The world-record wahoo caught on hook and line is 158 pounds, but some reports say it can grow as large as 218 pounds. Because it's so difficult to catch, there are no limits for either numbers or size.

Wahoo is often served in restaurants as a white steak, similar to tuna or swordfish, and listed under the name ono (Hawaiian for sweet or delicious). According to one legend, early European explorers discovered waters filled with such fish along the coast of Oahu. When they looked at maps, Oahu was often spelled "Wahoo," and the name was given to the fish.

Chasing down wahoo is an expensive sport, and many charter operations don't bother. You must painstakingly hand-tie steel leaders to the monofilament lines in order to withstand the wahoo's powerful attack. You can't use steel leaders for some other fish, like tuna, because they can see them easily and will ignore the bait.

In Louisiana, you need to stop at the Puglia's Sporting Goods shop in Metairie, go to the wall of colorful wahoo lures, and pick up some Braid Marauders and Rapala Magnums. You might need teaser lures, too, such as the Dancin' Dolphin daisy chain of three rubber dolphins, which look realistic and attract the fish's eye. You should also bring onboard a downrigger - a device that lowers your bait depth when trolling. You need a boat big enough to handle blue water up to 80 miles offshore. And you'll need lots of fuel, because you're always moving. The boat we're on cost half a million dollars. To go fishing.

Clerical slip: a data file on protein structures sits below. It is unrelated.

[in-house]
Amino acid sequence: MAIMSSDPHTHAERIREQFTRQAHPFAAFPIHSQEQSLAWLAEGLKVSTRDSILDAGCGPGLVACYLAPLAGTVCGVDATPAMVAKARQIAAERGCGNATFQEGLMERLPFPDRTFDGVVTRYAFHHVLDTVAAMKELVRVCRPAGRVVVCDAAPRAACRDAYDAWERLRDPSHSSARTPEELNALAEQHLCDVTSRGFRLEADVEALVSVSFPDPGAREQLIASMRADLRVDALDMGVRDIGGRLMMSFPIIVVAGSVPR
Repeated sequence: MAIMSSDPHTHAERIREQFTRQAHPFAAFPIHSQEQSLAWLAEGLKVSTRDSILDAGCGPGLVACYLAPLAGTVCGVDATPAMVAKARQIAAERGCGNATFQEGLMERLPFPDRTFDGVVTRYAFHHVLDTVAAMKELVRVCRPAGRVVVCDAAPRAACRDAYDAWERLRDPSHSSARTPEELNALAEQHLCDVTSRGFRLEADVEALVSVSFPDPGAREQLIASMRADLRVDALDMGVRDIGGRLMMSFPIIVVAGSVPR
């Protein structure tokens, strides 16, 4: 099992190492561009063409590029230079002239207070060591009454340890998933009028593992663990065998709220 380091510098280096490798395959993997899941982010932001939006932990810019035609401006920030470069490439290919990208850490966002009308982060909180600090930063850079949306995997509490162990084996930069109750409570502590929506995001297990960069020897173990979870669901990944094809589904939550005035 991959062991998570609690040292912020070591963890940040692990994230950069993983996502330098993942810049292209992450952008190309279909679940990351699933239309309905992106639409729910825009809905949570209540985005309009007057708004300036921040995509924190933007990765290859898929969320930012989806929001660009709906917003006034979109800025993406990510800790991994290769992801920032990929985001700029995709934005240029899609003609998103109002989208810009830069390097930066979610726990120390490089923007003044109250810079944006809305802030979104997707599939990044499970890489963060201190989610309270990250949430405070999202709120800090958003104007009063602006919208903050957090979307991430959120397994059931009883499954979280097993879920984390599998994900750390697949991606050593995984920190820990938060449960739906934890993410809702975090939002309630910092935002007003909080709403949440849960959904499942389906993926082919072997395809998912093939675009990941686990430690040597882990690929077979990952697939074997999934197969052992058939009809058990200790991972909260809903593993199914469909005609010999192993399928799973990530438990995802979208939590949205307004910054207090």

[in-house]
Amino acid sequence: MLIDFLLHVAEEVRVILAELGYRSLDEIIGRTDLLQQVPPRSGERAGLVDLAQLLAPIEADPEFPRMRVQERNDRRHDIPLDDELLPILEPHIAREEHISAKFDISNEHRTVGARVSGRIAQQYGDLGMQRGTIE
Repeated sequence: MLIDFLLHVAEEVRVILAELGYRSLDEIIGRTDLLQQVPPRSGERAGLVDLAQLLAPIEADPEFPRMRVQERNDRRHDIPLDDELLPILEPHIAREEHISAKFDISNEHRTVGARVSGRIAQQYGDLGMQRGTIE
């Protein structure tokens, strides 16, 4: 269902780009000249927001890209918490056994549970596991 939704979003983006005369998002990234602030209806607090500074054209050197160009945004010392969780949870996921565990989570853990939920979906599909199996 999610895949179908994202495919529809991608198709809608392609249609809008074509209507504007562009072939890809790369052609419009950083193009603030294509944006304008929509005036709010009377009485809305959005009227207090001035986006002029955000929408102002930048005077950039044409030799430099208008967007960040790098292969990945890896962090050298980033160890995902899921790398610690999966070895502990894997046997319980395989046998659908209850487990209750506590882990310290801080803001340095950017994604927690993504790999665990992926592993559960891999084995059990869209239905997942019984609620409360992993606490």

Earl Dufrene and his My Lil' Buddy Charters are one of a handful of boats based out of Venice that will fish for wahoo on request. Similar charters operate through the southern U.S., as well as in Mexico, ­Thailand, Brazil, and South Africa. The Bahamas hosts an international wahoo championship each year. In the Gulf of Mexico, wahoo season runs all year long in blue water, and from November to April closer to shore.

Kevin, the skipper, and Jonathan, his first mate, finish tying up the leaders. Like a lot of guys in the delta, both are well acquainted with a fishing boat. As he climbs back up onto the captain's deck, Kevin pulls out 39 cents from his pockets and flings the coins overboard for good luck. "He does that every trip," says Jonathan.